BusinessDay

Tosett Agro Industries records 70% savings switching from diesel to gas

Tosett Agro Industries Ltd, a leading industrial firm has seen energy costs fall 70 percent while cutting significant emissions
from its operations, by switching from diesel to gas, the company has said.

Femi Olaoye, the company’s operations head the uninterupted power supply has reduced the frequency of machine breakdown helping to improve customer service.

Challenges involved in sourcing diesel and the high cost of the commodity is forcing industries to switch to gas.
“When you look at the cost of one (1) standard cubic meter of gas versus the equivalent quantity of diesel, you will see that the
difference in savings is massive. Gas is almost 70 per cent less in terms of cost. So, it has saved us a lot of money as energy cost has come down,” Olaoye said.

Clarke Energy, a multinational specialist energy solutions firm, supplied the 5.1 megawatts (MW) gas power plant solution at Tosett Agro Industries Ltd and its sister company JB Farms Ltd.

The supply included design, technical drawings, engines, installation, and commissioning and currently provides equipment
maintenance.

Yiannis Tsantilas, the Managing Director of Clarke Energy in Nigeria, said, “Clarke Energy has demonstrated its expertise in
delivering reliable and durable power solutions to boost profitable agro-industrial processing in Nigeria.

“Its relationship with the leaders at Tosett Agro began before the commissioning of the initial 3.4 megawatts (MW) first phase installation in 2017.

“The expansion was possible because of the extraordinary leadership foresight at Tosett/JB Farms and their strong commitment to serving the expanding domestic demand for oil palm products. At the same time, ensuring food and feedstock security in Nigeria, through backward integration and creating wealth, especially for the farmers.”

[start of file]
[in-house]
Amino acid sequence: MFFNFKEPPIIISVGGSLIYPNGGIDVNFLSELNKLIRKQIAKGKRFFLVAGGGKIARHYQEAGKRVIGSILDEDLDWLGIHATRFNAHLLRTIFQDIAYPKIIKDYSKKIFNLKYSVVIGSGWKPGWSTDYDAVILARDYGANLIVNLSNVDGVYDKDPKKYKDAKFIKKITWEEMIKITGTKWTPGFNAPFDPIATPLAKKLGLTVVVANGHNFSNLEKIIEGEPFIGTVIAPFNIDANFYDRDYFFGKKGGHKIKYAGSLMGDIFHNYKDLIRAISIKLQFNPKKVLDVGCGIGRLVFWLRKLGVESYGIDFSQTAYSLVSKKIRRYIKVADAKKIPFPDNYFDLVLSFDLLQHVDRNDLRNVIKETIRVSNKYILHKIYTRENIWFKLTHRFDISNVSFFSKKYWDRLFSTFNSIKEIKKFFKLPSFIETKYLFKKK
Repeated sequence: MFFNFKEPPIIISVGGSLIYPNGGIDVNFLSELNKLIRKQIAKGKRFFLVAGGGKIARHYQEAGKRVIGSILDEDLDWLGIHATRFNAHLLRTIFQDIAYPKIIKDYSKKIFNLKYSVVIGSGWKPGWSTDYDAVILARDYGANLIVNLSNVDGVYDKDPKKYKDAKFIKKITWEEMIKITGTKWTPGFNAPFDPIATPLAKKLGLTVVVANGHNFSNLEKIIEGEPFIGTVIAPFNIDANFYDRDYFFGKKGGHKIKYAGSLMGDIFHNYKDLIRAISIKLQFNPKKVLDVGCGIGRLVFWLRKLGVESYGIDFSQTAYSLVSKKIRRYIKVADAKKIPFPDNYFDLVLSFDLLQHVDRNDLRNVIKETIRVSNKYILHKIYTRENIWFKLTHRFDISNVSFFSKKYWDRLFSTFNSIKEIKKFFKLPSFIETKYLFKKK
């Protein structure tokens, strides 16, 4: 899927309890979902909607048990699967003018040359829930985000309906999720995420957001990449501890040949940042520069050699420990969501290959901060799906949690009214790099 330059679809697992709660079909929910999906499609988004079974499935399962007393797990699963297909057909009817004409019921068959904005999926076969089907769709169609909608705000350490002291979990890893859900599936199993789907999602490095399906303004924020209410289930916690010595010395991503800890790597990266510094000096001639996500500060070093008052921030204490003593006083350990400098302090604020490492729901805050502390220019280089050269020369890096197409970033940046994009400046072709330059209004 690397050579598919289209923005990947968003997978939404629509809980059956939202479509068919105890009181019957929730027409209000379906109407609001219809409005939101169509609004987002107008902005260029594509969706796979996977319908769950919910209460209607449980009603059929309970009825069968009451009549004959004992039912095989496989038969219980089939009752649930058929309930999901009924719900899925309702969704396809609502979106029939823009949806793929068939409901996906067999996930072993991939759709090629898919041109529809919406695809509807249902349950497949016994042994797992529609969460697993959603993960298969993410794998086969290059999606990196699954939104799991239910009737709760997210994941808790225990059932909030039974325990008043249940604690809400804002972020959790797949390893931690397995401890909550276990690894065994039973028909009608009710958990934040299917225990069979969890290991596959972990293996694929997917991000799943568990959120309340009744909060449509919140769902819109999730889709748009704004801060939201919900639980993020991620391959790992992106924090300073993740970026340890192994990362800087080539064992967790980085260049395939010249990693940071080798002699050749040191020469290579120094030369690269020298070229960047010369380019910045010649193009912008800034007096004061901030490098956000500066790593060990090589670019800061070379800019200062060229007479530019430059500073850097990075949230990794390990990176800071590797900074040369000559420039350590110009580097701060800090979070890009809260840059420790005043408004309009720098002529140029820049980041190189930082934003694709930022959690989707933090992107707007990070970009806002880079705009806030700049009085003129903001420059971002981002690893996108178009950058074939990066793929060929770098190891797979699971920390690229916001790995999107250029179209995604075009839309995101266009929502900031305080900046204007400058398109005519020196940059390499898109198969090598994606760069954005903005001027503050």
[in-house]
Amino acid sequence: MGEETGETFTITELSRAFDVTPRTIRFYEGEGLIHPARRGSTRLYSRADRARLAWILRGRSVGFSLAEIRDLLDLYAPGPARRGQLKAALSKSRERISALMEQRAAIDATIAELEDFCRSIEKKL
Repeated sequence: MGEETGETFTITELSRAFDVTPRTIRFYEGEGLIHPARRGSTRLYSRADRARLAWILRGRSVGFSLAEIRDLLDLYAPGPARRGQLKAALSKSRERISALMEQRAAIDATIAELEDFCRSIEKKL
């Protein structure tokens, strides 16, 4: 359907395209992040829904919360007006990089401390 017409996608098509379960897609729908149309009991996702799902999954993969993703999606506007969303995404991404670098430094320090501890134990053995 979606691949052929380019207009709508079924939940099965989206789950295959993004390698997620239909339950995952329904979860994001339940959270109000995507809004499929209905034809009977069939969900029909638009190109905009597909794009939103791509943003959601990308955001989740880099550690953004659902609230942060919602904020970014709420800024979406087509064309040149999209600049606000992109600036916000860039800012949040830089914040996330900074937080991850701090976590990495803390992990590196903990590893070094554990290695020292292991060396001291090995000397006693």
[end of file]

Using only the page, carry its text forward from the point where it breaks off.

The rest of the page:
Clarke Energy provides predictive and preventive support services as the generators are internet-enabled, allowing remote monitoring
and support, said Olaoye. “If we have issues, we can call them to attend to it, even at odd hours. It is a whole system that has been
built efficiently to ensure that we have consistency and reliability,” he said.

Read also: PEARL, experts set to discuss scale inhibition in oil and gas sector

For over 20 years, JB Farms Ltd has been operating an oil palm plantation, producing both edible palm oil and palm kernel oil.

Tosett, has been handling the industrial value chain side of both companies, producing processed forms of edible palm oil and palm
kernel oil, including bulk soap noodles since 2016.

Both companies were founded by Ajibola Adebutu and are located in Odogbolu Ogun state. JB farms Ltd, however, has plantations in
several other states.

Nigeria has a deficit of about 3 million metric tonnes of edible oils and Tosett, its sister firm JB Farms, like many other companies are
working to fill that gap.

“Before now, many of the oils we consumed were imported and of low quality. But since we came into the field, we have been
producing high-quality international standard oils for local consumption and industrial use,” said Olaoye.

He further said that improved local production of edible oils has reduced the volume of foreign exchange spent on importation,
provides feedstock for companies, and creates employment.

With over 3,000 workers engaged in managing plantations, milling operations, and industrial processes, the company is helping to
reduce Nigeria’s youth unemployment problem. Through taxation, Olaoye said the group is supporting the Federal Government.

“Our engagement with the Federal Government over the last couple of years has been fruitful because they have seen the
contribution we have been making to agricultural development, infrastructure, and the transfer of technical know-how to our youth population,” he said.

Olaoye said JB farms and Tosett Agro Ltd have been at the forefront of providing the Federal Government with a template that
can be replicated across the country in terms of backward integration.

“Right now, about 65 per cent of our current feedstock, comes from our industrial backend. We source the rest within Nigeria and from the West African sub-region. But we are currently working to expand our backend, for example in Ondo state, we are expanding our oil palm plantation.

“My advice to companies that want to get into this field would be to integrate backward, starting from the backend before you build the
industrial frontend,” he said.

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